A Hound in the Halls: Geary Brings Service Dog in Training to MHS


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BY ASHLEY GRIMMER

Geary and her service dog in training, Chipotle, can be seen strolling through the halls of MHS on their way to class. (PHOTO BY GRIMMER)

As Mariemont High School students flood into school each morning with backpacks and lunch bags in tow, Junior Catherine Geary has her hands full with something unexpected: a service dog in training.  

Her current dog, Chipotle, is a 9-month-old half Newfoundland-half Golden Retriever from 4 Paws for Ability, a nonprofit located in Xenia, Ohio that provides service dogs to disabled children and veterans in need.

Service dog training is not foreign to the Geary family, having trained two dogs, Tiago and Sundance, before.  

“My family started training service dogs when my sister Lizzy was a junior in 2014.  Lizzy is really interested in animal behavior, and she thought this program would really help her develop her skills with animals and develop her resumé for getting into Animal Science programs at university,” says Geary.  “My family agreed to help her raise the dogs, and we all fell in love with the program.”

One of the main reasons that Chipotle comes to school with Geary is for him to become more socialized.  A critical aspect of the training is for the dog to get used to going everywhere with their owners.

“My job with Chipotle is to get him used to public situations like school, stores, doctors offices, and buses as well as teach him basic obedience commands,” says Geary.

Not only is training these dogs an important task but a true passion of the Geary family.

“I love training these dogs,” says Geary.  “After training, when they get placed with an individual who really needs them, it’s amazing to see how much the dog can help that person and really improve their life.”  

After several months of training and a final evaluation from 4 Paws for Ability, Chipotle will be paired with an individual that he will be able to help best.

“At this point, we don’t know what disability Chipotle will help with,” says Geary.  “He could help a child with autism, fetal alcohol syndrome, severe epilepsy, diabetes, or a number of other conditions.”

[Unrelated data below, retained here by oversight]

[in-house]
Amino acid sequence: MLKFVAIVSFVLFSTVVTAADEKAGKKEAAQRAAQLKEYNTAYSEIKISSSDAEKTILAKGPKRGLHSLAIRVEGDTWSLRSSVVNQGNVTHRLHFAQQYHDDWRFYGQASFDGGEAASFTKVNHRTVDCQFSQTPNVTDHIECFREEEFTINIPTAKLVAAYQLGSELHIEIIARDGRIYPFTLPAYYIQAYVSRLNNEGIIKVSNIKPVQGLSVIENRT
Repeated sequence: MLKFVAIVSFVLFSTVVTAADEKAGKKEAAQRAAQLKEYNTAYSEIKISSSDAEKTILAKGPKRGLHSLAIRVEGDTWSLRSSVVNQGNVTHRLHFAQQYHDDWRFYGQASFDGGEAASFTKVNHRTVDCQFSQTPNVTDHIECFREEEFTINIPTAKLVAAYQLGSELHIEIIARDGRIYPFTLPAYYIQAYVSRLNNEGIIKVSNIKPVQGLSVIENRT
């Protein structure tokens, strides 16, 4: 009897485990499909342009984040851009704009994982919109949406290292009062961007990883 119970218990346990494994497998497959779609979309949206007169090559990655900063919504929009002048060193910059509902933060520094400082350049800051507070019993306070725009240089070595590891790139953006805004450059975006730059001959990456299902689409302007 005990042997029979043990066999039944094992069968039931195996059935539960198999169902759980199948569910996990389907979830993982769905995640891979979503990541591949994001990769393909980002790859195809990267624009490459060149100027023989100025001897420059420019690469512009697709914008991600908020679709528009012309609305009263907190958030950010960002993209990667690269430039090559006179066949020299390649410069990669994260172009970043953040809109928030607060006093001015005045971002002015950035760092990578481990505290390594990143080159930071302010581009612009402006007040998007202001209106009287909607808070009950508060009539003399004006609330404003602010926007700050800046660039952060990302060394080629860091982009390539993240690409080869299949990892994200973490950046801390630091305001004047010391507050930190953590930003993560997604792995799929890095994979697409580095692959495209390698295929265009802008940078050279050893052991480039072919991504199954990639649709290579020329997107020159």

Smith and Chipotle share a moment before 7th bell begins. (PHOTO BY GRIMMER)

Not only does Geary enjoy having Chipotle’s company at school, but students have been thrilled with the dog as their fellow classmate.

“I love it. I love it so much,” says junior Alan Smith.

AP US History teacher, Mrs. Leatherwood, has also enjoyed having Chipotle in her class.

“I think it is a calming presence to have in the classroom.  People feel comfortable with him, and it is like being at home,” says Leatherwood.  “My hope is that it will peak others’ interest and make them think about training dogs themselves.”

How to behave around a service dog has foggy guidelines.  Because Chipotle is still in training, his situation is a bit different.

“He’s still learning!  He’s learning how to behave in class and to listen to my verbal and visual commands,” says Geary.  “Because he’s still in training, it’s okay to pet him, but he shouldn’t be a distraction to your learning nor should you be a distraction to his learning.”

Although service dog training is an exciting and rewarding experience, it is different than having a dog as a pet.  

“When I have to say goodbye to a foster dog, it’s extremely difficult, especially because the dog has been going nearly everywhere with me for so long,” says Geary. “However, it’s completely worth it because I know the dog is going to help someone who needs him more than I do.”